We learned from many of our own friends and coworkers that their grown children were also suffering with mental health issues, many attributable to the effects of the pandemic. Many of us questioned, what did we miss and what could we have done better? As with every life experience, good or bad, there are always opportunities to learn.

What we learned as we helped our adult children navigate their workplace crises

1. Don’t sugarcoat reality

As parents and role models we never meant to sugarcoat reality. Showing up to work every day, doing your best, and getting ahead is hard. We tried to leave the really bad times at the door to show up for our family but maybe we could have shared more stories or experiences of the challenges we faced and how we handled them.

2. This too shall pass

Reassurance and reminders that today is a bad day, a bad week or even a bad month but better times lay ahead are important. We pointed to past challenges they faced in school, in team sports or with friends that worked themselves out. All of us feel like the bad times will consume us so being reminded that they will pass and to look to the brighter days ahead is encouraging and can even bring light to the situation.

3. Believe in yourself and your resiliency

This works hand in hand with “This too shall pass.” Reminding our adult children that they are resilient and strong and citing examples is so important when they are feeling consumed or helpless. Being reminded of who you are at your core is critical to promoting the belief that you can weather the storm.

4. Communicate and ask for help

Most importantly our family has leaned into communicating and mental health check-ins. Pointedly saying, “I am checking in on you- how are you doing today?” is something we learned to do to open the door to communication and to let them know we are as concerned with their mental health as we are with their physical well-being.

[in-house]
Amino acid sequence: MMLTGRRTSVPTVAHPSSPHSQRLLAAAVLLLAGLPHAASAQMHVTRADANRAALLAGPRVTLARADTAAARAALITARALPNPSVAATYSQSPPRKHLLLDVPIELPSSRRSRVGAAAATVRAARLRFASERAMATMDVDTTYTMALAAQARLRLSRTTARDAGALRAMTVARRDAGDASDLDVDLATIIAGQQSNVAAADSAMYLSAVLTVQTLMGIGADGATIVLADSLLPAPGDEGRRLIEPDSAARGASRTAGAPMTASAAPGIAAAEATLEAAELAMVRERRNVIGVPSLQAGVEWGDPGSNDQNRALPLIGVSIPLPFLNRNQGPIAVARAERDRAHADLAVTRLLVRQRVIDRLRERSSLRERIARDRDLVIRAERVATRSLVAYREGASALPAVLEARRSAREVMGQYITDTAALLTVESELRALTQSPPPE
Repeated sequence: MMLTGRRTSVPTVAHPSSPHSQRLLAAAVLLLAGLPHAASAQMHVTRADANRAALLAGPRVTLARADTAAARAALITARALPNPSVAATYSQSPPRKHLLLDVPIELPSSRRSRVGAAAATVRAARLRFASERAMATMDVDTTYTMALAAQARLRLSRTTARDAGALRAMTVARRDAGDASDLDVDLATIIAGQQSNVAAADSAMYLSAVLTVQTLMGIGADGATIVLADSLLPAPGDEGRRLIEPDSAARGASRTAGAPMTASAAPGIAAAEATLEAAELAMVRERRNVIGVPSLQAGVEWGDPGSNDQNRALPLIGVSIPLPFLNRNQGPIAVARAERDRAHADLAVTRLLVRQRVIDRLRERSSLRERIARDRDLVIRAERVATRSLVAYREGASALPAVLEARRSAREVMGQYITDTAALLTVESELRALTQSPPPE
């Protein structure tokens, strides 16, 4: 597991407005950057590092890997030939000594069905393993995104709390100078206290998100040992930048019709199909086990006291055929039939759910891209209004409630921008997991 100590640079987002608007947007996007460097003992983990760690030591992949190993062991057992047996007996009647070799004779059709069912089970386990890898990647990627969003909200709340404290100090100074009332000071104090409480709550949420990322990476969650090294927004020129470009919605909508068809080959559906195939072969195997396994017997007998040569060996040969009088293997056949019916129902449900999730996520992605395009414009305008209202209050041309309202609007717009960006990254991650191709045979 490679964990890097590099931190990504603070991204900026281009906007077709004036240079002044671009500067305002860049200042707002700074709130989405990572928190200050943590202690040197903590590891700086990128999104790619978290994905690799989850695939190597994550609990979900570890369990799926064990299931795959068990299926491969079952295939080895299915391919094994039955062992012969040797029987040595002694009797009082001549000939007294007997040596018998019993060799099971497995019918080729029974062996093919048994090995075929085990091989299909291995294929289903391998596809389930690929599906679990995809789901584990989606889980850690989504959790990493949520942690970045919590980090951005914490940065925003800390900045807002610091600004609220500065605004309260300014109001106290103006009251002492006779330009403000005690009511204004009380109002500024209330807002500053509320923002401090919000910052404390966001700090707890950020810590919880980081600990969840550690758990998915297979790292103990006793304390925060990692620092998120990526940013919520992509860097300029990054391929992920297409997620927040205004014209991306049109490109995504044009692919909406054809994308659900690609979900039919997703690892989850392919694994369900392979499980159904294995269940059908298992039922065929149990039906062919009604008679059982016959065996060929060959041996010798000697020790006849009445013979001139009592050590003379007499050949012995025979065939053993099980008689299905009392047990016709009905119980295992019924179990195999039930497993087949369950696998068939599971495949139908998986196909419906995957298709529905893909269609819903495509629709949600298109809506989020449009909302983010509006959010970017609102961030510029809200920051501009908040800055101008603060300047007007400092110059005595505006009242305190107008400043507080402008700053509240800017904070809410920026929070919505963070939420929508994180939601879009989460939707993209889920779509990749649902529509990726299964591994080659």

Removing the stigma and obstacles to seeking professional counseling has been something else we learned to do like many families. It’s okay not to be okay is universal. It’s not okay to ignore it, look the other way, or sweep it under the rug. Reaching out to others for referrals to access affordable and accessible resources helps to lift us all to a better place.

More Great Reading:

How Parents Can Help College Students Manage Stress

About Diane Beatini

Diane Beatini is an experienced healthcare executive currently working as the Principal, Customer Advisory Services at HealtheConnections, the Health Information Exchange (HIE) covering 26 NYS counties. 

Diane has an MBA in Marketing and has 20 years of executive level experience in field sales management, business development, account management and customer service in the HCIT, radiology, medical device, and pharmaceutical industries.  She is experienced in building/developing teams for strong performance and enjoys a successful track record in working with prominent hospital and healthcare systems. Diane resides in New Jersey with her husband and their beloved yellow lab. Her interests and passions include her two G&F children, traveling, entertaining, painting, and writing.

Read more posts by Diane